2000 Jordan Institute
Treatments for Survivors of Sexual Abuse
Following are approaches to treating child survivors of sexual abuse. Regardless of the mode of treatment, strengthening the relationship between the child and the nonoffending parent is critical for the child's recovery for both the short and long term (Cocoran, 1998).
Individual psychotherapy: covers a range of activities including play therapy, cognitive/behavioral therapy, expressive therapies, bibliotherapy, and psychopharmacology.
Group therapy: allows children to confront and work through experiences with a group of peers struggling with the same issues. This is powerful in the healing process, because the sexually abused child feels isolated from her peers. Sharing the experience in a group format can lessen this loneliness (Osmond, et al.).
Family intervention: because of the problems they often face, supporting abusing families must not be done alone, but through a treatment team consisting of a therapeutic caregiver, family therapist, co-therapist, clinical supervisor, and the child's therapist.
According to Hepworth and colleagues (1997), family intervention must strengthen marital coalitions, help family members define clear roles that do not blur generational boundaries, define inappropriate sexual behavior, and clarify the responsibilities of family members so they can keep within acceptable boundaries.
In cases of extra-familial abuse, the issues differ. Here it is critical to address the family's failure to protect the child, as well as survivor support to help the family avoid viewing the child as somehow "damaged" by her exposure to sexual abuse (Osmond, et al.).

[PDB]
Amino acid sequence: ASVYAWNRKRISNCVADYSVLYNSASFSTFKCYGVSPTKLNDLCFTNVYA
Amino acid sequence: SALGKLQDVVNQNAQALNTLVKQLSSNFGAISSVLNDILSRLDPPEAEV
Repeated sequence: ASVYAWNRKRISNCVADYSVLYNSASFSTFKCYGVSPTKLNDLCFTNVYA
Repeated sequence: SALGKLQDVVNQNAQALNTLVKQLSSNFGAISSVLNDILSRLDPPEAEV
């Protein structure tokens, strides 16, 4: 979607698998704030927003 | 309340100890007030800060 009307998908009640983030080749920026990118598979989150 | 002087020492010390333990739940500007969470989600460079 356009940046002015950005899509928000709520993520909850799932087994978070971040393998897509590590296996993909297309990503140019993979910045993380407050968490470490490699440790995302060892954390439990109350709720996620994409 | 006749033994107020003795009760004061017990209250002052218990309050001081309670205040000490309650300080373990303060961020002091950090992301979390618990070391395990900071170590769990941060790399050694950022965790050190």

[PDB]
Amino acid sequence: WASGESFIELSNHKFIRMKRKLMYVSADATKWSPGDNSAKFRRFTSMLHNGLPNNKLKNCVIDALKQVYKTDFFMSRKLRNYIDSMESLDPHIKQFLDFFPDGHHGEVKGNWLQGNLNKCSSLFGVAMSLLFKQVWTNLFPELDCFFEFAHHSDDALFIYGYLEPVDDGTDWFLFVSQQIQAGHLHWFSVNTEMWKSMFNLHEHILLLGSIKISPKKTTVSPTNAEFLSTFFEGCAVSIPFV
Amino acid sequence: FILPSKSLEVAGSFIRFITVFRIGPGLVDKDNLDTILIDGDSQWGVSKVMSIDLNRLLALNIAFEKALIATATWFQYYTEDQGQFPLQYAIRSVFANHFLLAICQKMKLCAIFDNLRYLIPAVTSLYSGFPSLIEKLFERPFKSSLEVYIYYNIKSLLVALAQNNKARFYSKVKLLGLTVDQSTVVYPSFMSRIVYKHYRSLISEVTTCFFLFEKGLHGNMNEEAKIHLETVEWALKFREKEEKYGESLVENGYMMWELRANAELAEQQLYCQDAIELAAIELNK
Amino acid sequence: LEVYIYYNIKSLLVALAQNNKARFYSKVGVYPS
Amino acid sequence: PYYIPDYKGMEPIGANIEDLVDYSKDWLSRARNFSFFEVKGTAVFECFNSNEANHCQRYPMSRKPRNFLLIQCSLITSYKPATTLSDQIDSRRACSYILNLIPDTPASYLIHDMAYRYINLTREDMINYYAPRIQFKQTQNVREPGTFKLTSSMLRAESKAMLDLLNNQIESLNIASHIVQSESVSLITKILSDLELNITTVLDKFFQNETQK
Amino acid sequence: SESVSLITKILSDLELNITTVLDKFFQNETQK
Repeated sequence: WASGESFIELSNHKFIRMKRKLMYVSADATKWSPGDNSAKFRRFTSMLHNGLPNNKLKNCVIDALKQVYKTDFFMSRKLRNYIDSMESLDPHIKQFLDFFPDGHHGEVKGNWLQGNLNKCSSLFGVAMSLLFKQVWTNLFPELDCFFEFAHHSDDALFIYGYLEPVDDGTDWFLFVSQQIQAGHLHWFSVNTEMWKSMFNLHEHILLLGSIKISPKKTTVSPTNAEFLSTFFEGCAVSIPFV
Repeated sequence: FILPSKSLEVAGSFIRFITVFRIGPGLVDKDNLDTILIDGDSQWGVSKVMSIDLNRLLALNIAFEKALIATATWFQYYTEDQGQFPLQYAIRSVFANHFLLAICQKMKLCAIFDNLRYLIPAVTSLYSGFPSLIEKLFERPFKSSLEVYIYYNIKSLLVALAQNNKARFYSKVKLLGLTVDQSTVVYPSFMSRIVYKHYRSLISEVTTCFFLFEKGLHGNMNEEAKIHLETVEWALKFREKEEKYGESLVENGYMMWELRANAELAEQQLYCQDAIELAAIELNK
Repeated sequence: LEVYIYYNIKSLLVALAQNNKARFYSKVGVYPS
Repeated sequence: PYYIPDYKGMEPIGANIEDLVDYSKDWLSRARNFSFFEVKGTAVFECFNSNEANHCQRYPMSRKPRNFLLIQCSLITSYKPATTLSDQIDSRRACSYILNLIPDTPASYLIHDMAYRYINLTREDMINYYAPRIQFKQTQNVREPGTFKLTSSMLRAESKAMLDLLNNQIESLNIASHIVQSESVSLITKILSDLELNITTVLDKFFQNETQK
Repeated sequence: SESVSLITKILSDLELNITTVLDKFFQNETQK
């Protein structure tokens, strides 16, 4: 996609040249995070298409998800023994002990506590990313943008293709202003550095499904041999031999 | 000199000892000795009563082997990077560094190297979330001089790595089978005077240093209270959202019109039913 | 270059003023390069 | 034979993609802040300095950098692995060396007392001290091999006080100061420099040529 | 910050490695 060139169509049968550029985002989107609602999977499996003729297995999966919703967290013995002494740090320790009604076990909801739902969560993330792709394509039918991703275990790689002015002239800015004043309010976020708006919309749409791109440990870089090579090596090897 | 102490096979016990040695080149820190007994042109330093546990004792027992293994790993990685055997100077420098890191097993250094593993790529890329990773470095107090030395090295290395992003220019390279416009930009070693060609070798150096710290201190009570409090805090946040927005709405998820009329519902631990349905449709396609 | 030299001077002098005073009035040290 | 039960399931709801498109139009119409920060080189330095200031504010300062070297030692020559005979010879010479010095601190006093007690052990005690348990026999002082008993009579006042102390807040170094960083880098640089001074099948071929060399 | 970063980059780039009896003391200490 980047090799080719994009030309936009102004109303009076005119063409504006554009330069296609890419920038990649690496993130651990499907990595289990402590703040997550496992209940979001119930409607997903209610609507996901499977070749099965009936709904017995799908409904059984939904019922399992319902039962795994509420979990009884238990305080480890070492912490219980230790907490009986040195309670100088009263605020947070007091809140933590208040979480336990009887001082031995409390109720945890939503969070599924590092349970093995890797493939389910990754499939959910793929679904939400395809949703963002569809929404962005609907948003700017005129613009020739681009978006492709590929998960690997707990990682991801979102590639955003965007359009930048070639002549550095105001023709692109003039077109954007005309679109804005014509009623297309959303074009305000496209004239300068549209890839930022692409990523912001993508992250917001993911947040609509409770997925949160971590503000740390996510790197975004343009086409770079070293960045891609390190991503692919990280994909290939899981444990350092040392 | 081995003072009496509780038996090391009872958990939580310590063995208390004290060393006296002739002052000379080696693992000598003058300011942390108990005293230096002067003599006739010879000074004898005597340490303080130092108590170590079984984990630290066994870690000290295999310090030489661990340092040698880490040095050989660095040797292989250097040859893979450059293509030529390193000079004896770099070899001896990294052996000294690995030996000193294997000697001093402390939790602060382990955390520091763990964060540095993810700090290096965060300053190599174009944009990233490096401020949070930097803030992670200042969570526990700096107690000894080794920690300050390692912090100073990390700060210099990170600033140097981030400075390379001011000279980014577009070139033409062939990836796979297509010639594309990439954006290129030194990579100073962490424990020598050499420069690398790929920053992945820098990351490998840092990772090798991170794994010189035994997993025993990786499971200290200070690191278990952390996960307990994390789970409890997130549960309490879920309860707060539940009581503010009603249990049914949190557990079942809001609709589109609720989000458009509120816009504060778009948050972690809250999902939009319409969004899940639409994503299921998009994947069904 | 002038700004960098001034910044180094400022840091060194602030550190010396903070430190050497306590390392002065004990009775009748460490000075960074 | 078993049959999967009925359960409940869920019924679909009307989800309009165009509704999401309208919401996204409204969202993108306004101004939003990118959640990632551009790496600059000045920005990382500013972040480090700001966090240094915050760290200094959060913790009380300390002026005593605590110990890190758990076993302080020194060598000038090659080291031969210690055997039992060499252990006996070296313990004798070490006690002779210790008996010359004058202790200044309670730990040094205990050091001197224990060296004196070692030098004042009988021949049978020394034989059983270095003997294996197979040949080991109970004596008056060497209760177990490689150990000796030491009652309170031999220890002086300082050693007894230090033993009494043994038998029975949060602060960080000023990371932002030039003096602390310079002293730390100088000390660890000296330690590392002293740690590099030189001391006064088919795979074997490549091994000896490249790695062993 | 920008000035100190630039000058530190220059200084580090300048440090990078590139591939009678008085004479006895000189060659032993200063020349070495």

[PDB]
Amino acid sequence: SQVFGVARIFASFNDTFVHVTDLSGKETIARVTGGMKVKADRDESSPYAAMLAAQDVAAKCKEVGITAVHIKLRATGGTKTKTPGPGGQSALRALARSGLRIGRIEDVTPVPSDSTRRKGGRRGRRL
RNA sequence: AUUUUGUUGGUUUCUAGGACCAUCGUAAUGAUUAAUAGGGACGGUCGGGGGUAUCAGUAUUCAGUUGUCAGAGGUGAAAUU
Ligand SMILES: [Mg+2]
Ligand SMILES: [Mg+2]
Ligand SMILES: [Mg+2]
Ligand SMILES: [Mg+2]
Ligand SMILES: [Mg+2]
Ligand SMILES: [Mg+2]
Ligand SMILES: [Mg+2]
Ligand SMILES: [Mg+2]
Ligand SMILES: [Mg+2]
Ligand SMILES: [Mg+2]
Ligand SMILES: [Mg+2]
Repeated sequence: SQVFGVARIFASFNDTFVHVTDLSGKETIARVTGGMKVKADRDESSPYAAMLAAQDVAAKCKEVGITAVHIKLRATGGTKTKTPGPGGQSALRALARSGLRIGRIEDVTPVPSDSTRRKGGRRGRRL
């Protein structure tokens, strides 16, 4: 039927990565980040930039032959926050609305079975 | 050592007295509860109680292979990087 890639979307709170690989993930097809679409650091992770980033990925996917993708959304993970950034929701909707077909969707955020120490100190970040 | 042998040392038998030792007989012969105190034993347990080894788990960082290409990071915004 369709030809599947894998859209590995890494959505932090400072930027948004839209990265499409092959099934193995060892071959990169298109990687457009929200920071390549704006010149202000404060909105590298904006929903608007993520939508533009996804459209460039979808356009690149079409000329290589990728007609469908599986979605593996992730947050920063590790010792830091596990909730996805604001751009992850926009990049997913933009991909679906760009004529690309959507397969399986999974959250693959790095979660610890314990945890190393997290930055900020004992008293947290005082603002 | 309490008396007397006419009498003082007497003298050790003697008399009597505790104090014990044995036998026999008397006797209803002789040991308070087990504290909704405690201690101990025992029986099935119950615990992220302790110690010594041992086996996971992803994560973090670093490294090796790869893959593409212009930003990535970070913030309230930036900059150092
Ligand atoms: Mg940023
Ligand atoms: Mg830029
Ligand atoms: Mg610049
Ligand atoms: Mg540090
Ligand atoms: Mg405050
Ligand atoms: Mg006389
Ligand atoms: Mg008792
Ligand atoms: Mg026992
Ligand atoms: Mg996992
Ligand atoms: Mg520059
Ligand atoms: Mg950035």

Out-of-home placement: Family-based foster care provides the child a rich opportunity for observing and participating in a non-abusive family setting where relationships are not based on the commodity of sexuality. Residential therapy provides an out-of-home care environment where ordinary living experiences become vehicles for planned change.
Corcoran, J. (1998). In defense of mothers of sexual abuse victims. Families in Society, 79(4), 358-369.
Hepworth, D., Rooney, R. H., & Larsen, J. (1997). Direct social work practise theory and skills. 5th Edition. Pacific Grove: Brooks Cole Publishing.
Osmond, M., Durham, D., Leggett, A., & Keating, J. (1998). Treating the aftermath of sexual abuse: A handbook for working with children in care. Washington, D.C.: Child Welfare League of America.
© 2000 Jordan Institute for Families